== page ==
Never say “Thank you for your business”
Every sales rep appreciates winning a big order from a key customer; but it’s rarely appropriate for him or her to say so to the customer. Saying ‘Thank you for your business’ is bush league, and can significantly weaken your position.
Top performing sales executives recognize that customers buy their solutions because to do so makes good business sense for the customer’s organization.
That isn’t to say that personal relationships don’t play an important role in the process. Strong relationships throughout the complex network of buying influences can play a significant strategic role in the sales rep’s ability to understand and communicate the relevant value that their solutions offer their customers’ organizations, to the exclusion of the competitors.
World class sales organizations train, coach, and provide the tools necessary to enable their sales reps to systematically investigate, identify, quantify, and prioritize customers’ specific value drivers, and enable them to formulate and communicate high value solutions across the buyer’s organization in order to clearly differentiate their offering against the competition.
Receiving a big order is confirmation that the sales team has successfully established its solution as offering superior value versus the alternative competive options. This is no time to weaken your value proposition with bush league ‘thank yous’. Receipt of the order means that it’s time to proactively manage your customer’s post purchase evaluation phase. A strong competitor is not going to go down without a fight, and purchase orders have been known to be withdrawn after their award for a variety of reasons. Receipt of the purchase order means it’s time to reconfirm to all of the important buying influencers that their decision was the correct one. Saying ‘thank you’ serves virtually no purpose towards this objective, and will more likely plant seeds of doubt about their decision.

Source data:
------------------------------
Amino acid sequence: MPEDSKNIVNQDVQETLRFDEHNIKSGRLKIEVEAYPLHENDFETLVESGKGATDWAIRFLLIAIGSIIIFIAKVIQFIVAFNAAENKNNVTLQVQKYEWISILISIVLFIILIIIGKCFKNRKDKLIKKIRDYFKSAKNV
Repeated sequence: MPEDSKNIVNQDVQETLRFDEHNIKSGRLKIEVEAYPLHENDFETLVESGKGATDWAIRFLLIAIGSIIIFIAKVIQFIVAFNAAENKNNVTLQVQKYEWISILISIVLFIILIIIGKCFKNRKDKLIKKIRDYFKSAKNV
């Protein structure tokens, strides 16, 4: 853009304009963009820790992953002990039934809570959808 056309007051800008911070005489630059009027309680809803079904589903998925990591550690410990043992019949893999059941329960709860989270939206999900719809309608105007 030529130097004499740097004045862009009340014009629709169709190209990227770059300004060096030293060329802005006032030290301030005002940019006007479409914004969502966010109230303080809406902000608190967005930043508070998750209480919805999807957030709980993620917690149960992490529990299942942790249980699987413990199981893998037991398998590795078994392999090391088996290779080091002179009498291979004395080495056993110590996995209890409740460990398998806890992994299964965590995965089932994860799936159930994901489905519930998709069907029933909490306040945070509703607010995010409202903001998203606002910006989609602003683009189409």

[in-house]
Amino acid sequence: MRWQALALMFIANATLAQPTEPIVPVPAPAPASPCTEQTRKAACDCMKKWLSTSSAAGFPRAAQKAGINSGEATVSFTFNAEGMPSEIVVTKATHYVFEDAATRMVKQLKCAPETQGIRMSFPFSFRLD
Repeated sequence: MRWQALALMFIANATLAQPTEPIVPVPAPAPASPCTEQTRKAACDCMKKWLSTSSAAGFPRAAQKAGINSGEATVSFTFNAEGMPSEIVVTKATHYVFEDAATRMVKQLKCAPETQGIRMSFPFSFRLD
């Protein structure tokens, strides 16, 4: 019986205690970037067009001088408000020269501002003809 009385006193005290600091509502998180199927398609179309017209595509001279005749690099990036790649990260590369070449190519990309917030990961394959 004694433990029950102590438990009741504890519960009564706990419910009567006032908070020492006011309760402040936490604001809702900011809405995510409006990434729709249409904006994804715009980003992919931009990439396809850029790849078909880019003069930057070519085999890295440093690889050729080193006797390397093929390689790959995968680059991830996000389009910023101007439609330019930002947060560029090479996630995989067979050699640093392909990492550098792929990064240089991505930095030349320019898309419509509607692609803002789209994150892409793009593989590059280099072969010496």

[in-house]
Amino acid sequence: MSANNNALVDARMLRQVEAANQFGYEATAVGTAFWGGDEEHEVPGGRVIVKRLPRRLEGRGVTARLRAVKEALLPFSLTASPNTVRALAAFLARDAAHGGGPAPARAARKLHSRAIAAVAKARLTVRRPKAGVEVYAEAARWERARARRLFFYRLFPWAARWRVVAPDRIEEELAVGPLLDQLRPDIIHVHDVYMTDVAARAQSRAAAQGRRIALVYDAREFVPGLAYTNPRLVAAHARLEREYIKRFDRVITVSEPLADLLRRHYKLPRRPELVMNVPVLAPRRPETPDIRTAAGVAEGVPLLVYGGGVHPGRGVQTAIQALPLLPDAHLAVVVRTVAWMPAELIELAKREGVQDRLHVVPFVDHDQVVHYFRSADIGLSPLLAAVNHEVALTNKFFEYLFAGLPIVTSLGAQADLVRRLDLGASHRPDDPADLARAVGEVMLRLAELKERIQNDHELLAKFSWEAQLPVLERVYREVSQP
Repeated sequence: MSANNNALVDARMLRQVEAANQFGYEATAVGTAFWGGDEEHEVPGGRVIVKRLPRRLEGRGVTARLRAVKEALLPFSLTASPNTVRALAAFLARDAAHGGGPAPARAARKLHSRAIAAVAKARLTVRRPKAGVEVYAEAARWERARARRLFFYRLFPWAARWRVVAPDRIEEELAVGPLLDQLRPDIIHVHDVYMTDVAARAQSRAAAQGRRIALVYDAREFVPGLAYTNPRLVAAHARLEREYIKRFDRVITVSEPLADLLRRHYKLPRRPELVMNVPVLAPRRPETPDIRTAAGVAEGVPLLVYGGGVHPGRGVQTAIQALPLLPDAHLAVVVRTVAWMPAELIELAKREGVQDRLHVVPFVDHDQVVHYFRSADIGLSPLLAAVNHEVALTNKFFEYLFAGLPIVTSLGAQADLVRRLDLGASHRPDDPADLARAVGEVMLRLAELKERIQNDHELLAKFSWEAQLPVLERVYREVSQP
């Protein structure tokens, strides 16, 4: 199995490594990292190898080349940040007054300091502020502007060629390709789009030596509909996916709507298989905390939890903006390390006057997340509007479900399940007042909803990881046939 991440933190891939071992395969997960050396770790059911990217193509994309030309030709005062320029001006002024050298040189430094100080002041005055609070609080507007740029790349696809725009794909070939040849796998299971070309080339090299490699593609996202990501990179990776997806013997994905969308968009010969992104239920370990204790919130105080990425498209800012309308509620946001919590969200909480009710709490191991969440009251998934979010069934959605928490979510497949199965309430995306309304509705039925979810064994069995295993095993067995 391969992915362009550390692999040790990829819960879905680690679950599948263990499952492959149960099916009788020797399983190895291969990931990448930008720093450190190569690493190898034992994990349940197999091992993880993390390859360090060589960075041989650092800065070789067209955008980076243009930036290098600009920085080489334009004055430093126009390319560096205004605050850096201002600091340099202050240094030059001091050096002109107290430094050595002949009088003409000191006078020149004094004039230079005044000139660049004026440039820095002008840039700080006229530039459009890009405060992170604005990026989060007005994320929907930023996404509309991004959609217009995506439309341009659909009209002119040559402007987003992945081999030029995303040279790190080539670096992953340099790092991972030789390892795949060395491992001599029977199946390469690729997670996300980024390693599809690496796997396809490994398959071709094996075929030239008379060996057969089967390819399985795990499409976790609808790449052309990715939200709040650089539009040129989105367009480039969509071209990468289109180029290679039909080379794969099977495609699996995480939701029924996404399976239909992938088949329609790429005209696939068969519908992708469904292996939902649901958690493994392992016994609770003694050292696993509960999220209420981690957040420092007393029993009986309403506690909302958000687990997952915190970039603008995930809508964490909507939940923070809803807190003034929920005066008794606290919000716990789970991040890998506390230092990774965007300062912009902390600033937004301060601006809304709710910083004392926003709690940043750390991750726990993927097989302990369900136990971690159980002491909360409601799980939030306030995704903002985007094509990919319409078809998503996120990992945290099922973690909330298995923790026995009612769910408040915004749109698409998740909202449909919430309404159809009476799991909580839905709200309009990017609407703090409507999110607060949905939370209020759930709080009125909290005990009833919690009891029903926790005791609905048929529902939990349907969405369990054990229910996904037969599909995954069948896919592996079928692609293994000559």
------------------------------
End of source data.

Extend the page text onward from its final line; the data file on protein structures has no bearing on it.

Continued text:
Send your customer a message that successful execution of this project is a top priority to your organization, and that it will be planned and executed in a manner that exceeds the expectations of the customer. Be careful not to open any cans of worms that may potentially cause doubt, but be thorough in communicating that your organization has a solid plan to execute and deliver.
While it is certainly acceptable – and generally expected – to send an order confirmation, the confirmation should be oriented around the message of “We look forward to working together with you to ensure the successful execution of this very important project,” versus “We would like to thank you for your business.” Below is a sample listing of some key activities you can initiate to solidy your position and competitor-proof your Purchase Order.
- Provide your custmer with a Point/Counterpoint Table illustrating the customer’s key issues and how your offering will successfully address each;
- Initiate an internal project kickoff meeting to ensure that your organisation is prepared to deliver 100% customer satisfaction;
- Submit a detailed production, service, installation schedule that illustrates how your solution will meet the customer’s key milestones;
- Initiate a joint production kickoff meeting with your customer and the key influencers in the decision;
- Develop a joint project communication protocol and milestone update schedule that highlights the collaborative teaming nature of the project;
Yes, receiving a 6, 7, or even an 8-figure purchase order is a milestone that deserves celebration. It may have taken you and your team months – or even years – to secure such an order. But don’t put such a huge win at risk by letting down your guard. In today’s highly competitive business environment, receipt of the PO doesn’t signify the end of the race. It represents the beginning of a joint collaboration between your company and your customer’s team to successfully execute and deliver a complex high value solution that will solidify your long-range organizational relationship.
Saying ‘Thank you for your business’ is for novices.